He said his statement was “a reflection of what I truly believed at the time I had experienced” and he did not know at the time that it was incorrect, but he now accepts there are “significant” differences between his recollection and the recording.
Keneally denied the statement was made with the intention of misleading a court, and said he was surprised to learn several months later that the conversation had been recorded.
Boyle asked if Keneally thought his suggestion that threats had been made against police “might help your career”.
“Absolutely not,” Keneally said, adding that the only way he could have been promoted as a constable was by accruing years of service.
Keneally said he “wasn’t totally focused” on the conversation with Moore due to the busy station environment.
He said he looked at various things during the phone call, including Moore’s website “I Sue Police” and his profile on the police computer system, and also had the police dispatch system open to look at jobs assigned in the Newtown area.
Forensic psychiatrist Dr Olav Nielssen told the court the “sheer number of different inputs” being accessed by Keneally before he wrote his statement could have had a “contaminating effect” which undermined the accuracy of his recollection, which became “fixed and vivid” over time.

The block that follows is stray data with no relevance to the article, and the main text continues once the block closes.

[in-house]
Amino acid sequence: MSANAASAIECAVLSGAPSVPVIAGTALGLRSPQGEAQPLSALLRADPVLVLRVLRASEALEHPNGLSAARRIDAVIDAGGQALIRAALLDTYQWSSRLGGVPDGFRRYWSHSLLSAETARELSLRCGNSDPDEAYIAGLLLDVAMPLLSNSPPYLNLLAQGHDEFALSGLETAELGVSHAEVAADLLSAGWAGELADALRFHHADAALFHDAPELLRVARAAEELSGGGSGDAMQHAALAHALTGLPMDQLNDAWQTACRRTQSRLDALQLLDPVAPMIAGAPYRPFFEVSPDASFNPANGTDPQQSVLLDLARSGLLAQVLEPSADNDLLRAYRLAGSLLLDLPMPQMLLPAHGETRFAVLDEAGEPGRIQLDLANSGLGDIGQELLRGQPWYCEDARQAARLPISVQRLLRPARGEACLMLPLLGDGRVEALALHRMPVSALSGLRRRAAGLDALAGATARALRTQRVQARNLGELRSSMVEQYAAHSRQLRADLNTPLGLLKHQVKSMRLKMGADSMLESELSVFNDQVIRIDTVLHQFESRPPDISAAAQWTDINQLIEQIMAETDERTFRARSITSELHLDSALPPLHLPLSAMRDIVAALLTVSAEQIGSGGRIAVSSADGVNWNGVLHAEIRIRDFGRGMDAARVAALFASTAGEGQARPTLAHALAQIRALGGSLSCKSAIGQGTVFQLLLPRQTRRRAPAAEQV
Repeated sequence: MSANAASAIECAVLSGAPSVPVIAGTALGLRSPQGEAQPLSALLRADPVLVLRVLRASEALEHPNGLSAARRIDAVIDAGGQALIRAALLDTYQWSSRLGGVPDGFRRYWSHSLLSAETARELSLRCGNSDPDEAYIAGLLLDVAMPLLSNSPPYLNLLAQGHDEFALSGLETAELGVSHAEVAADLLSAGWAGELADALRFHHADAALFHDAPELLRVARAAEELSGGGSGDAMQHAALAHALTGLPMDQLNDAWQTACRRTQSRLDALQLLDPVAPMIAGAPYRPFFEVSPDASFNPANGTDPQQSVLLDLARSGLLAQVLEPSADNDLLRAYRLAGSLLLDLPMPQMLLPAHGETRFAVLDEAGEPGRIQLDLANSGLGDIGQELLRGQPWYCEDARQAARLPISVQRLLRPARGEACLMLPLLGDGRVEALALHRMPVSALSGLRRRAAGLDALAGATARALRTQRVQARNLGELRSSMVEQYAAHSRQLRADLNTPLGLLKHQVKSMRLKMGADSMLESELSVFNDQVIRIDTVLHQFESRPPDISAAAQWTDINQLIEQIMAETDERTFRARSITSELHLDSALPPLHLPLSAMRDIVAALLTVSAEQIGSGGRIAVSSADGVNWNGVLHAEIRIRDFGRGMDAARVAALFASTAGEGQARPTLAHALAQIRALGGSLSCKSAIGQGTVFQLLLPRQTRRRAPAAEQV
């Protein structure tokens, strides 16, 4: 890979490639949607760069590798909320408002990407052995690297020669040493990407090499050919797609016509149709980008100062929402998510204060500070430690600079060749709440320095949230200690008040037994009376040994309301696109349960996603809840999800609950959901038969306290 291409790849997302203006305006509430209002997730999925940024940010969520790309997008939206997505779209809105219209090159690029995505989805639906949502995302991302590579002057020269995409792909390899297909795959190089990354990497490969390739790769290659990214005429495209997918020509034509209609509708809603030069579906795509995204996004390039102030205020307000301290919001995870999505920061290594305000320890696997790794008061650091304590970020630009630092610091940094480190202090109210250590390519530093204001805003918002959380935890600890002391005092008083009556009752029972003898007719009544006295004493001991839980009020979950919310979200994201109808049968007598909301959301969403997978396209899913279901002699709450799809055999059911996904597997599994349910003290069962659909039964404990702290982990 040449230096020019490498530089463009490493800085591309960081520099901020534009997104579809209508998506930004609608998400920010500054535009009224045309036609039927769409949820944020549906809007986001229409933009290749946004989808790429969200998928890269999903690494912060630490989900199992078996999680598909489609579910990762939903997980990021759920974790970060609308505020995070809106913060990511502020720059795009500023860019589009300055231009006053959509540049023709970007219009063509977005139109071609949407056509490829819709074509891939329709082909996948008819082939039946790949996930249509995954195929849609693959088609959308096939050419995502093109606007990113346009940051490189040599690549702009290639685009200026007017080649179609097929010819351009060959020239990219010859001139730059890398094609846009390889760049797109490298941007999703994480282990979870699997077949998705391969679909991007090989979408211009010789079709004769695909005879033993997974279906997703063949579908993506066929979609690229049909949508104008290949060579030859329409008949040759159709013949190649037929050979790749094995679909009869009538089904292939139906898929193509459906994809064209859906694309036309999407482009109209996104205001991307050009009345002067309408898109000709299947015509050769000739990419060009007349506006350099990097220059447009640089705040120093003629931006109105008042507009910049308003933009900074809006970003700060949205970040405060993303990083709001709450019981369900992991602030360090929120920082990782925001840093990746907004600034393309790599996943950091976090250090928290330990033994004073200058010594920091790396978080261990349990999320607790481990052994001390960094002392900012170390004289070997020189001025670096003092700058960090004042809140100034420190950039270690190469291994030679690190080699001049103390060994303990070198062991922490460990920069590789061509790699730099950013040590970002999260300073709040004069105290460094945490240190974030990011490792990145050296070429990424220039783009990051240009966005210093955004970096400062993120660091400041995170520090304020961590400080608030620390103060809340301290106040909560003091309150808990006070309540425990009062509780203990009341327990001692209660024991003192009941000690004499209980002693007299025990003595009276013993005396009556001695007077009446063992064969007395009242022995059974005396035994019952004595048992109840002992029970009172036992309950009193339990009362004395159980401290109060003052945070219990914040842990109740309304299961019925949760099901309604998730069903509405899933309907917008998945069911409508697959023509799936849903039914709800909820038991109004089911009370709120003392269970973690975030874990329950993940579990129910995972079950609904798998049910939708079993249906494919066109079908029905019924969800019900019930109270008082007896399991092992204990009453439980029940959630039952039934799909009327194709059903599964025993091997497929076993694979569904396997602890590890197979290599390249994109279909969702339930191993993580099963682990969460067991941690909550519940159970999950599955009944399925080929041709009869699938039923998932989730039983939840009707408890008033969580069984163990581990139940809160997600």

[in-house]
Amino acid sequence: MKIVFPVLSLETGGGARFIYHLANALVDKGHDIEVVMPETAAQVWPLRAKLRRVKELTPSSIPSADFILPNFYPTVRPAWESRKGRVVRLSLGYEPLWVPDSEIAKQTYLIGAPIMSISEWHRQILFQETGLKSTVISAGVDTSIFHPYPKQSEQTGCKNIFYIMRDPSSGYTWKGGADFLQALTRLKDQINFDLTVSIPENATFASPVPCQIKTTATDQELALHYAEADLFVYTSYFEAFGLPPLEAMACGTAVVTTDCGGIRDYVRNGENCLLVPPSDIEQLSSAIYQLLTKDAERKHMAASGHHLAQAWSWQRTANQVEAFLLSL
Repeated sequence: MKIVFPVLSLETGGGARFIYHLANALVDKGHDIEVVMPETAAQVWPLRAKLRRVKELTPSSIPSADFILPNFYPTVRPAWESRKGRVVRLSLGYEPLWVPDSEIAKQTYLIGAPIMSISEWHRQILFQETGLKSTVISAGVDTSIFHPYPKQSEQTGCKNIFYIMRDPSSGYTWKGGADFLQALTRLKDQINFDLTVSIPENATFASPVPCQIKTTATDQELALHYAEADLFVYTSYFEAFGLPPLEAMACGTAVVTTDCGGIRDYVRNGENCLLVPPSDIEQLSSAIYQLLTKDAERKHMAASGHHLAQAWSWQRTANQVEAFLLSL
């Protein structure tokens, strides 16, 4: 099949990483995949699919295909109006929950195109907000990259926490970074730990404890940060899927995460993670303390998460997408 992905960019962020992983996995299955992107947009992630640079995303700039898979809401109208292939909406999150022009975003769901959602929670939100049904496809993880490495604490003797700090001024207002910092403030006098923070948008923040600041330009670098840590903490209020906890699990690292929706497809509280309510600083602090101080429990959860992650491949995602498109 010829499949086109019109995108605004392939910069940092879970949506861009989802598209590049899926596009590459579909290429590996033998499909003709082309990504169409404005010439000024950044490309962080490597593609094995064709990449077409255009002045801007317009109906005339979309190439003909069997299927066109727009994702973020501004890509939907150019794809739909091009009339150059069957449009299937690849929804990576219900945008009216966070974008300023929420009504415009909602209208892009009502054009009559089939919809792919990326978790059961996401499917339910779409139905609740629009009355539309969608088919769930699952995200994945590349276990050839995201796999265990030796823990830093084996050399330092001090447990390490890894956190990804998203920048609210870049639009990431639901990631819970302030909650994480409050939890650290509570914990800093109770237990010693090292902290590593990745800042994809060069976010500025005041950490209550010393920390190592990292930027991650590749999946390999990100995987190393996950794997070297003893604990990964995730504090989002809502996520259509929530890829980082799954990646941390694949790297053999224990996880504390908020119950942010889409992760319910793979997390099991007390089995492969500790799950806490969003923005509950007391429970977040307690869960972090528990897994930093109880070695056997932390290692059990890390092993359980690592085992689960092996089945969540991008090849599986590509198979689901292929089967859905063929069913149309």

“The essence of my opinion is that our memory is not reliable,” Nielssen said. “Normal people, with no psychiatric disorder, no cognitive problems, can remember things inaccurately.”
Dr Stefanie Sharman, a senior lecturer in psychology, said a person’s memory of a conversation decays quickly, and may have been affected “quite significantly” even a couple of minutes later.
“When we split our attention across multiple tasks, the information that’s encoded from any of those sources is less,” she said. “He likely had difficulty encoding the information.”
Keneally said Moore’s profile on the police computer system made him “heightened”, because it suggested he had a “propensity for violence” and psychiatric issues.
The court heard Moore had written on his website: “Police have started a war, a war we’ll win with words not weapons. I would never advocate for violence against police unless it was reasonable in the circumstances.”
In a closing address, Keneally’s lawyer Paul McGirr said Moore was “ranting” and “appeared to be unhinged” during the phone call, and his client had a mistaken recollection due to being under stress and looking at a number of sources simultaneously.
He said there was “no real smoking gun” for why his client would have intentionally falsified evidence, because he did not know Moore or the Goulburn detective. He urged the court to find Keneally not guilty.
Boyle said the court could “comfortably infer” that Keneally had fabricated the quotes in his statement, knowing they were false, and his guilt had been proven beyond reasonable doubt.
“The Crown submission is this was not a mistake,” he said. “Looking at the transcript of the conversation and his statement, they’re not even close.”
Magistrate Rodney Brender will deliver his decision on November 21.
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